Barnes, 36, signed a two-year, $12 million contract with Sacramento in July. He averaged 7.6 points, 5.4 rebounds and 2.8 assists while playing 25.3 minutes per game. Though Ben McLemore and Arron Afflalo started six of the Kings' last seven games at the two wing spots, Barnes averaged nearly identical playing time to Afflalo and seven-plus minutes a night more than McLemore.
In trading Cousins, Sacramento created a wing logjam, adding Tyreke Evans, Buddy Hield and Langston Galloway to its roster. Hield, the No. 6 overall pick in the June draft, was the crown jewel of the deal in the Kings' eyes.
Evans and Galloway were rotation players in New Orleans, but it's unclear what (if any) plans are in place for them in Sacramento. Evans will be a free agent this summer, and Galloway has a $5.4 million player option for next season, per Spotrac.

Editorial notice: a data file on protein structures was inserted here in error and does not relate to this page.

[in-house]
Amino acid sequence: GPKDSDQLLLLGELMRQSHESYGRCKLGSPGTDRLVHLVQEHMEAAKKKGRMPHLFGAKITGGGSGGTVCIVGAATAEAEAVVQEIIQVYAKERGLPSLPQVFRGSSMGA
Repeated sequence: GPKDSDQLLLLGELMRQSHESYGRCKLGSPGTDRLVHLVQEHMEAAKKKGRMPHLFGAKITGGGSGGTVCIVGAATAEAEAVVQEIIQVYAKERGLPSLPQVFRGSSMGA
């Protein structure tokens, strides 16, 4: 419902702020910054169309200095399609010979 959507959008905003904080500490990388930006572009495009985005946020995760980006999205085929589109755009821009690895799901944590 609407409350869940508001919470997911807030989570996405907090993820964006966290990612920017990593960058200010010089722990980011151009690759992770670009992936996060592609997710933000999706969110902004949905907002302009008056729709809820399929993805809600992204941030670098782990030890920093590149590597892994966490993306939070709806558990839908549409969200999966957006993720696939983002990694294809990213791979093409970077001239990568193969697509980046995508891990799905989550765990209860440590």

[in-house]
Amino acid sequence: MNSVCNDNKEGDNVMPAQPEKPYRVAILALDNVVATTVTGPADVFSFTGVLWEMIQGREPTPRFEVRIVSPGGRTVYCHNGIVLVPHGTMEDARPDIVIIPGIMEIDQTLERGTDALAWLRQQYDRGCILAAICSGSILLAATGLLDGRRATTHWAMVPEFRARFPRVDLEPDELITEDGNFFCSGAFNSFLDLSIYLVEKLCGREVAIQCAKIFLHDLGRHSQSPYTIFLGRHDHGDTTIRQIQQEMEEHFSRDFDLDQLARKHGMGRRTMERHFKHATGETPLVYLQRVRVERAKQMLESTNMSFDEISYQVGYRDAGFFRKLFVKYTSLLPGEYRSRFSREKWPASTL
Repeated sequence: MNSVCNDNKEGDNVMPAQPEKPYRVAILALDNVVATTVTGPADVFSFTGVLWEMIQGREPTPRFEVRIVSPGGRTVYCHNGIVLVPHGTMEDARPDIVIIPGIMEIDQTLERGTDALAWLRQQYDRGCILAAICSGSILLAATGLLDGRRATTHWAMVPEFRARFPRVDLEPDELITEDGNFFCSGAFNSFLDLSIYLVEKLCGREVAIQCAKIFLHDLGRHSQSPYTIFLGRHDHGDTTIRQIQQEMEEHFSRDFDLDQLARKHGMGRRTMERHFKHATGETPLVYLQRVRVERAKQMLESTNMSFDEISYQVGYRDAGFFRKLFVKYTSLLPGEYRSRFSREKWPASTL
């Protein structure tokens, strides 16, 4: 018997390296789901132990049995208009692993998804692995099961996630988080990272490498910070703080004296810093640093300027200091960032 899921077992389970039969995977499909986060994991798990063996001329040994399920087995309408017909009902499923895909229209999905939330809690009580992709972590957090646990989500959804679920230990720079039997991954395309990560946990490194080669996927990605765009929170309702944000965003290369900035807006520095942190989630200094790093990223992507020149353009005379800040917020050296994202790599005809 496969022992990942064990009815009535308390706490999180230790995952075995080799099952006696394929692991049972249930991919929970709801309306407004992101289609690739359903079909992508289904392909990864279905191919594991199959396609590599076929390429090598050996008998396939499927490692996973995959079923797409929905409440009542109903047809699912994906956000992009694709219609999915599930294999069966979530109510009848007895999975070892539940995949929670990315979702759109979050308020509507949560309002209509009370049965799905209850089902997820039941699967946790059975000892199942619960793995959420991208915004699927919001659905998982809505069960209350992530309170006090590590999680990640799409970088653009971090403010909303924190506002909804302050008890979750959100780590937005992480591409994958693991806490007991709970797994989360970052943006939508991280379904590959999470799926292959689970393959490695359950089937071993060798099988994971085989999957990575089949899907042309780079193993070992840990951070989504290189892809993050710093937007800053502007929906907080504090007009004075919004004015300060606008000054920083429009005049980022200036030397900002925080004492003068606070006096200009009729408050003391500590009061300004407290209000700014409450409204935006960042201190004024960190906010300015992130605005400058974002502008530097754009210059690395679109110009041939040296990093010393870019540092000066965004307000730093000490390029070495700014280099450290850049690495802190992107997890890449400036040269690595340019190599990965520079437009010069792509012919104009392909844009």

Nonetheless, each player was more attractive to the Kings than Barnes, an aging veteran with little place in a rebuilding franchise. Sacramento's signing of the UCLA product was something of a win-now move, as it tried to surround Cousins with players who could lift the team to the postseason.
But the Kings, just 1.5 games out of the No. 8 seed in the Western Conference, decided to change their culture—even though it meant settling for a below-average haul for a superstar.
Assuming Barnes clears waivers, he'll be free to link up with a new team. The Los Angeles Clippers, Cleveland Cavaliers and Golden State Warriors are among the wing-needy playoff squads who might be interested in a little edge off the bench.
Barnes previously played for Los Angeles and Golden State.